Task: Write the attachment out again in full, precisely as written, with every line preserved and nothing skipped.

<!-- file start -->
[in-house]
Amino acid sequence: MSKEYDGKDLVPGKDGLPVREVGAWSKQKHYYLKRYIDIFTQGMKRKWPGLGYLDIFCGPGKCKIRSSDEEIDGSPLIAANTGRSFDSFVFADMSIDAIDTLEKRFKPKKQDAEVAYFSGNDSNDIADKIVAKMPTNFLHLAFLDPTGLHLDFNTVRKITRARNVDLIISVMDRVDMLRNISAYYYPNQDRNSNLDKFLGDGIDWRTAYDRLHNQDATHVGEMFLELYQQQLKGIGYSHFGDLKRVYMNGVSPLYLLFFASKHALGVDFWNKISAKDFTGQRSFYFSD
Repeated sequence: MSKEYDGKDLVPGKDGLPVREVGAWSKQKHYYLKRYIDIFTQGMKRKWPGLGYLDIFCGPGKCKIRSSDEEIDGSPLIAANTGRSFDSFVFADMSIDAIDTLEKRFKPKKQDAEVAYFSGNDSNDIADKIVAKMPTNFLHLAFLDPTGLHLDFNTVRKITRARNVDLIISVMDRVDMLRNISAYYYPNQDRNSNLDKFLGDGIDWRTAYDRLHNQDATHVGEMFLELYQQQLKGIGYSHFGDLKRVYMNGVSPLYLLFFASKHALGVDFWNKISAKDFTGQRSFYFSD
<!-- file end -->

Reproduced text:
[in-house]
Amino acid sequence: MSKEYDGKDLVPGKDGLPVREVGAWSKQKHYYLKRYIDIFTQGMKRKWPGLGYLDIFCGPGKCKIRSSDEEIDGSPLIAANTGRSFDSFVFADMSIDAIDTLEKRFKPKKQDAEVAYFSGNDSNDIADKIVAKMPTNFLHLAFLDPTGLHLDFNTVRKITRARNVDLIISVMDRVDMLRNISAYYYPNQDRNSNLDKFLGDGIDWRTAYDRLHNQDATHVGEMFLELYQQQLKGIGYSHFGDLKRVYMNGVSPLYLLFFASKHALGVDFWNKISAKDFTGQRSFYFSD
Repeated sequence: MSKEYDGKDLVPGKDGLPVREVGAWSKQKHYYLKRYIDIFTQGMKRKWPGLGYLDIFCGPGKCKIRSSDEEIDGSPLIAANTGRSFDSFVFADMSIDAIDTLEKRFKPKKQDAEVAYFSGNDSNDIADKIVAKMPTNFLHLAFLDPTGLHLDFNTVRKITRARNVDLIISVMDRVDMLRNISAYYYPNQDRNSNLDKFLGDGIDWRTAYDRLHNQDATHVGEMFLELYQQQLKGIGYSHFGDLKRVYMNGVSPLYLLFFASKHALGVDFWNKISAKDFTGQRSFYFSD